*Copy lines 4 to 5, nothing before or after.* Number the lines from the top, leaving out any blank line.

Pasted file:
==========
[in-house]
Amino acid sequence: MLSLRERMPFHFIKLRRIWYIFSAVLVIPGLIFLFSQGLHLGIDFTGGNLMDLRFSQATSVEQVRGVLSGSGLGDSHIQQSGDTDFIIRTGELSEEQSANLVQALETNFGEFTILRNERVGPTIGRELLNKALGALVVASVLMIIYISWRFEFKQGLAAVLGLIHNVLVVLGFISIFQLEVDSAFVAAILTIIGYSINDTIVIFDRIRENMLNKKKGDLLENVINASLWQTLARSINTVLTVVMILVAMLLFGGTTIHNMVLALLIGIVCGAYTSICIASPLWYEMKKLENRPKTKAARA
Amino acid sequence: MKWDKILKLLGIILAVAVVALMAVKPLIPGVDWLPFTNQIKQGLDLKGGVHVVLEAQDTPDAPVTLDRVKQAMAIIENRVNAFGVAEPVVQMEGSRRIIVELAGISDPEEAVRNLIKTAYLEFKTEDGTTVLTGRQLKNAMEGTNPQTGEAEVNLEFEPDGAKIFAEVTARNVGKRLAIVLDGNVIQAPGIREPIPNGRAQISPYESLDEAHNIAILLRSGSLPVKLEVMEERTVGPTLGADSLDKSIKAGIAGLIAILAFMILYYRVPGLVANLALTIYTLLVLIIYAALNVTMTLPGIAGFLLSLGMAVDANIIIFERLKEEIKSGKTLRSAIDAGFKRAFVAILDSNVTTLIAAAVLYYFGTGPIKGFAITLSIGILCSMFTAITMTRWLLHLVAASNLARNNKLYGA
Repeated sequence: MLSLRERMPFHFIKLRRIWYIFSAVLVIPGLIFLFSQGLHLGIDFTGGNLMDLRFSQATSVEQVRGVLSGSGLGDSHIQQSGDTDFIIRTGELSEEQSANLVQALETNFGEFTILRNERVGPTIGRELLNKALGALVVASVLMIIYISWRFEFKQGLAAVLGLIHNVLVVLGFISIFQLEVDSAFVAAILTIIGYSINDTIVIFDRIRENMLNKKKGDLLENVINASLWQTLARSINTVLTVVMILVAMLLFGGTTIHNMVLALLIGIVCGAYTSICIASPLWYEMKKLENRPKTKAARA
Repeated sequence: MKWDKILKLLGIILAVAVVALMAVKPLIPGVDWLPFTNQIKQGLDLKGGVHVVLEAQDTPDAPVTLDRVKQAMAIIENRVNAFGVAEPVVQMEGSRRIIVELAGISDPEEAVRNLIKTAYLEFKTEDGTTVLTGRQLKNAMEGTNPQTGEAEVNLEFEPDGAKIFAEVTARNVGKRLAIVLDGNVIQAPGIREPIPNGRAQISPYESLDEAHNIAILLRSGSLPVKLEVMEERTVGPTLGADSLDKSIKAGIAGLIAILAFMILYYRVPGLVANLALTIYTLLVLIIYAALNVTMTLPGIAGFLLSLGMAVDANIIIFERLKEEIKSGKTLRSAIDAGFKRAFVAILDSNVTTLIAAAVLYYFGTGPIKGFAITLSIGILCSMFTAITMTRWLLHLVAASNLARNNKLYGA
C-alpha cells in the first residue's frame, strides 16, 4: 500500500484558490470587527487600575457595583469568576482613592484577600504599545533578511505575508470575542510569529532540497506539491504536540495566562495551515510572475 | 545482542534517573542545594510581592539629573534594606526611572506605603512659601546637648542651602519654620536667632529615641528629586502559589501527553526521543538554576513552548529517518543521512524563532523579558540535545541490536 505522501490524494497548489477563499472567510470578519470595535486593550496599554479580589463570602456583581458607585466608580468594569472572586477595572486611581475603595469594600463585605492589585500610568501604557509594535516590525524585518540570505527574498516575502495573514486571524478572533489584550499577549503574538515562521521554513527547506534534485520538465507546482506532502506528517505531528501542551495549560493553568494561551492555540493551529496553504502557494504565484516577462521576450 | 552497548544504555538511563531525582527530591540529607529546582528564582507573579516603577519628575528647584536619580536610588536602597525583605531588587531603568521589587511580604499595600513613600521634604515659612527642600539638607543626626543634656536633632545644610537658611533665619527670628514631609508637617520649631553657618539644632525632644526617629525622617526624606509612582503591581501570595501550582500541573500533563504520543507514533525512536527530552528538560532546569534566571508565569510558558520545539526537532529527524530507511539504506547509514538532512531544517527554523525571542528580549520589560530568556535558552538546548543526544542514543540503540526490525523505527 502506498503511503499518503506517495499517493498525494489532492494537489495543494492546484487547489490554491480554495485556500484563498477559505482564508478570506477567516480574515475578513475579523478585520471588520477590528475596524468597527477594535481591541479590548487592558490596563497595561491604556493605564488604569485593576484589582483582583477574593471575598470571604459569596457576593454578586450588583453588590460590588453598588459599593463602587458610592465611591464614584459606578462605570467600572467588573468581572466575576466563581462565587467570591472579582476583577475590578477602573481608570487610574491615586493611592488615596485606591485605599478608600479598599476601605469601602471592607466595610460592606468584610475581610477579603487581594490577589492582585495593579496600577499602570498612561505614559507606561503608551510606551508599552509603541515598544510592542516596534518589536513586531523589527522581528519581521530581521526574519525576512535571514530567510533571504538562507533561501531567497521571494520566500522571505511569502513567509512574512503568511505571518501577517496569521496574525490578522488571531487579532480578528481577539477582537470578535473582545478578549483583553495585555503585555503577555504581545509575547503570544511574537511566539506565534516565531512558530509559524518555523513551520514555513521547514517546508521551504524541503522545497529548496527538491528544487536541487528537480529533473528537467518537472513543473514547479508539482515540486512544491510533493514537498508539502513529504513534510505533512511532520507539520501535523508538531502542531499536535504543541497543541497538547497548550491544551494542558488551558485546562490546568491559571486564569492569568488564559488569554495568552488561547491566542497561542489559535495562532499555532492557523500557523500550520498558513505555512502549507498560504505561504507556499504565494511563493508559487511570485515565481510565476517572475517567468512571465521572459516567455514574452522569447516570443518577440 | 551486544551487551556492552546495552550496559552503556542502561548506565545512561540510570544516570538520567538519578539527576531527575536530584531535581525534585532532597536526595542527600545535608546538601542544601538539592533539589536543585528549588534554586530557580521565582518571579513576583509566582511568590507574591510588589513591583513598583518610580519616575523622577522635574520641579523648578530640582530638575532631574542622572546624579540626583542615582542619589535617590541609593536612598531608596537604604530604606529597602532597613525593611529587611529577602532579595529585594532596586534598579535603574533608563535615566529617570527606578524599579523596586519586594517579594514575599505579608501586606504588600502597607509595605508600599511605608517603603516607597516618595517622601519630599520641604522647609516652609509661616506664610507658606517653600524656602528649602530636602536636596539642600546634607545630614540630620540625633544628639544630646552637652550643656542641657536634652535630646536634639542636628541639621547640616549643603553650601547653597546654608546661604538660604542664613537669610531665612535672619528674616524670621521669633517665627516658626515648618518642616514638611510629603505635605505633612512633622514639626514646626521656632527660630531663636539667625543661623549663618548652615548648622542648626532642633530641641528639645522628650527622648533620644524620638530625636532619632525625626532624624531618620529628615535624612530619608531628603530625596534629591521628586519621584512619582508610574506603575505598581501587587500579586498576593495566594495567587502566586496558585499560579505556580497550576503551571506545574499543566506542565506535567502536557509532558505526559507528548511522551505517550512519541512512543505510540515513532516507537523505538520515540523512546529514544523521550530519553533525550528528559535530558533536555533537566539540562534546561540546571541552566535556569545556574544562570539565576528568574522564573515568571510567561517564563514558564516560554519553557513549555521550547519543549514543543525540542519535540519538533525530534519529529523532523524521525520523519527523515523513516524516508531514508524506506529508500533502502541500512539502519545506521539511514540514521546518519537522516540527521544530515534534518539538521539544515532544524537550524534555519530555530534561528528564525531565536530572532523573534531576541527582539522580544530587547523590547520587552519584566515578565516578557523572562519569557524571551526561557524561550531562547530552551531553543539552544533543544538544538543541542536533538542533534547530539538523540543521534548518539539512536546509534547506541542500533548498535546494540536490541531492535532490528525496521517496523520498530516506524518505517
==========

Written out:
Repeated sequence: MLSLRERMPFHFIKLRRIWYIFSAVLVIPGLIFLFSQGLHLGIDFTGGNLMDLRFSQATSVEQVRGVLSGSGLGDSHIQQSGDTDFIIRTGELSEEQSANLVQALETNFGEFTILRNERVGPTIGRELLNKALGALVVASVLMIIYISWRFEFKQGLAAVLGLIHNVLVVLGFISIFQLEVDSAFVAAILTIIGYSINDTIVIFDRIRENMLNKKKGDLLENVINASLWQTLARSINTVLTVVMILVAMLLFGGTTIHNMVLALLIGIVCGAYTSICIASPLWYEMKKLENRPKTKAARA
Repeated sequence: MKWDKILKLLGIILAVAVVALMAVKPLIPGVDWLPFTNQIKQGLDLKGGVHVVLEAQDTPDAPVTLDRVKQAMAIIENRVNAFGVAEPVVQMEGSRRIIVELAGISDPEEAVRNLIKTAYLEFKTEDGTTVLTGRQLKNAMEGTNPQTGEAEVNLEFEPDGAKIFAEVTARNVGKRLAIVLDGNVIQAPGIREPIPNGRAQISPYESLDEAHNIAILLRSGSLPVKLEVMEERTVGPTLGADSLDKSIKAGIAGLIAILAFMILYYRVPGLVANLALTIYTLLVLIIYAALNVTMTLPGIAGFLLSLGMAVDANIIIFERLKEEIKSGKTLRSAIDAGFKRAFVAILDSNVTTLIAAAVLYYFGTGPIKGFAITLSIGILCSMFTAITMTRWLLHLVAASNLARNNKLYGA